(also cinerary urn), a ceramic, stone, or, more rarely, metal vessel for the cremated remains of the dead.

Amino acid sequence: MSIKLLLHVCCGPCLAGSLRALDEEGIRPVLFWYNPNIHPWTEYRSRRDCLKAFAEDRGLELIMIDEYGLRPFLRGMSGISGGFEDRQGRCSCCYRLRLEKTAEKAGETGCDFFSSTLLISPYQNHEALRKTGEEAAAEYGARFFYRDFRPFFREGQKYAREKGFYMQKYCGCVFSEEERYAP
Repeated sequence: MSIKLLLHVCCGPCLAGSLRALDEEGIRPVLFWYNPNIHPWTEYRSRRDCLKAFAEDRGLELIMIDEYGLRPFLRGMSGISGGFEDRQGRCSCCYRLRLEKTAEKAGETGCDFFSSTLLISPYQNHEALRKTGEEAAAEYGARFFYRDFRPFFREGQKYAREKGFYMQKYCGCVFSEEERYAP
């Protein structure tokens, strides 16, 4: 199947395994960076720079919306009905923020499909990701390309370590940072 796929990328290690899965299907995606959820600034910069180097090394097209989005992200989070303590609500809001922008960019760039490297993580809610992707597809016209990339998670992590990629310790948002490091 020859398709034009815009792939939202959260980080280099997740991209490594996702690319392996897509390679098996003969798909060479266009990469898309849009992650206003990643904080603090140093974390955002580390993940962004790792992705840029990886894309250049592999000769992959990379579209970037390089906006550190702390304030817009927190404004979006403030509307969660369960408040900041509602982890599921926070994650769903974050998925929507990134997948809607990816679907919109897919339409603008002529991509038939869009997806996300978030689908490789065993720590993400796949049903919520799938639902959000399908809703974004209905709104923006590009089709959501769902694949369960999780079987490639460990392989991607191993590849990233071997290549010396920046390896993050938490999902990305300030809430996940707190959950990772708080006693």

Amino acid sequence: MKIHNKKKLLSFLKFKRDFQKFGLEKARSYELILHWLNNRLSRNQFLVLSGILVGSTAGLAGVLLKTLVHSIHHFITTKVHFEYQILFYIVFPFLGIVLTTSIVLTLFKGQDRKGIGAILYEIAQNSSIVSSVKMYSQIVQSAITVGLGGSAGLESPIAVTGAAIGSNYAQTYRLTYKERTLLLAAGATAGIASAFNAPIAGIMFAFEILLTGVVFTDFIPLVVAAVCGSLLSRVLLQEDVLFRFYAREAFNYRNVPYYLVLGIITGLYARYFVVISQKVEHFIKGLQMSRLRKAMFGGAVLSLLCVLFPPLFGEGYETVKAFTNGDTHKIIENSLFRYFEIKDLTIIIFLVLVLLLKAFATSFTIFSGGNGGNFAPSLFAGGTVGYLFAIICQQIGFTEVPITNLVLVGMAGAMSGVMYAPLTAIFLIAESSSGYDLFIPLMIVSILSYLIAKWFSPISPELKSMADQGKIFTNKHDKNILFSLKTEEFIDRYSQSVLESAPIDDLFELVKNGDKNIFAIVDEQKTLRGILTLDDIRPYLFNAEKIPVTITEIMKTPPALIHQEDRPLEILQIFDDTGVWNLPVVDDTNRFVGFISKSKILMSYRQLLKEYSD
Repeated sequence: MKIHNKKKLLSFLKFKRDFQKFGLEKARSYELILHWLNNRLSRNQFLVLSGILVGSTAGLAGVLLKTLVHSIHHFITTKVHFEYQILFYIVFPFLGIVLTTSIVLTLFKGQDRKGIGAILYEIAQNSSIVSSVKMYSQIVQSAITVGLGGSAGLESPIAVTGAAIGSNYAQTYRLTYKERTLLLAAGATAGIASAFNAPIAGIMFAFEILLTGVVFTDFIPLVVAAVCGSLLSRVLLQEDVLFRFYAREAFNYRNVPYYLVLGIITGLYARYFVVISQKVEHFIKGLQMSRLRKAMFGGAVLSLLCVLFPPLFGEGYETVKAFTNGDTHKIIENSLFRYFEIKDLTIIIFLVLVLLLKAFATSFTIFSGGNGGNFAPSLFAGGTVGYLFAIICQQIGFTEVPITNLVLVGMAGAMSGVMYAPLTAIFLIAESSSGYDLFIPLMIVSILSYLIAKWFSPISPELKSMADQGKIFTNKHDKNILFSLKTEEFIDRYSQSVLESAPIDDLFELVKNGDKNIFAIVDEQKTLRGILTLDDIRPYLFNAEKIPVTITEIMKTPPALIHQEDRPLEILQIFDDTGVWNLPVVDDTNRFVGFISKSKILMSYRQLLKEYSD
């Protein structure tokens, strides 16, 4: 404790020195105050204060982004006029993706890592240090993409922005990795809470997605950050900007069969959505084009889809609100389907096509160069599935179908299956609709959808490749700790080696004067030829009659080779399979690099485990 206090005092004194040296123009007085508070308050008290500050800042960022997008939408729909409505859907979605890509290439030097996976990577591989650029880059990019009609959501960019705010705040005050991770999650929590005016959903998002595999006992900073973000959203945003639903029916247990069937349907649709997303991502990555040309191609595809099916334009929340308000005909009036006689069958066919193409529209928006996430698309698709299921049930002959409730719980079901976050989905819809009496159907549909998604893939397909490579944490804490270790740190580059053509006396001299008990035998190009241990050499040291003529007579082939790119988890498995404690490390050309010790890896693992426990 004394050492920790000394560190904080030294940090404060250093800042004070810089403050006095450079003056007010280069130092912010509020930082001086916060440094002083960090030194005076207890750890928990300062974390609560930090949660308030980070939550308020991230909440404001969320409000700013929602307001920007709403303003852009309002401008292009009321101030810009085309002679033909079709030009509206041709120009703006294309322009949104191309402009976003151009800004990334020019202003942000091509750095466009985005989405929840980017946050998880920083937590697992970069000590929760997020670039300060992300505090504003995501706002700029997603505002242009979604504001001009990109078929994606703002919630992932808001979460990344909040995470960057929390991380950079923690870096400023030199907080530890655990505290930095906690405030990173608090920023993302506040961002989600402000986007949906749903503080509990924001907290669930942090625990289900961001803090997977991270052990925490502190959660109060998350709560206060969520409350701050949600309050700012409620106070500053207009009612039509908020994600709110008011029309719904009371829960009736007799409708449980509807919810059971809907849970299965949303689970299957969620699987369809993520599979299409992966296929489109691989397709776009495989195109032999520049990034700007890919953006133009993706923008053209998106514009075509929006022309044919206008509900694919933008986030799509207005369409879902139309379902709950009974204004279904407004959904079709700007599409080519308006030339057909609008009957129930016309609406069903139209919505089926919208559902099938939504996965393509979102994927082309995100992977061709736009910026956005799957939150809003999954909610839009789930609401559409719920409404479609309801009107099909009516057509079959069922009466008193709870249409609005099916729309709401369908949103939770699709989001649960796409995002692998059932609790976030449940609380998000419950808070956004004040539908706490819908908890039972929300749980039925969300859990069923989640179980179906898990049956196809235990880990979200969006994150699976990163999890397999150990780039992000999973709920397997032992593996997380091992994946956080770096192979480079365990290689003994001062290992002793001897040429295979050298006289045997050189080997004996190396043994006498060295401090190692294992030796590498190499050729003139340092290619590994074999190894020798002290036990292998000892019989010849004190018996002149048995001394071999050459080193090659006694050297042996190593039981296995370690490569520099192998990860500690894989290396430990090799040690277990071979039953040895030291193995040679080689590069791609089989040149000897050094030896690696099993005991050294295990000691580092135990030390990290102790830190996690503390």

Funeral urns have been used by most peoples; they were first used by many tribes during the Aeneolithic and were widespread among the ancient Greeks, Romans, Slavs, and other peoples. Usually, everyday vessels or similar such vessels were used as funeral urns. Face urns, with schematic representations of human faces on the neck or lid, appeared at the end of the third millennium B.C. Sometimes funeral urns were in the shape of a dwelling (for example, the urns of the Villanovan culture in northern Italy at the beginning of the first millennium B.C.) or of a human figure (among the Etruscans). The urns were often placed in flat graves, without mounds (for example, the Urnfield culture). In ancient Rome, urns containing the ashes of ancestors were kept in the homes of relatives or descendants or in columbaria.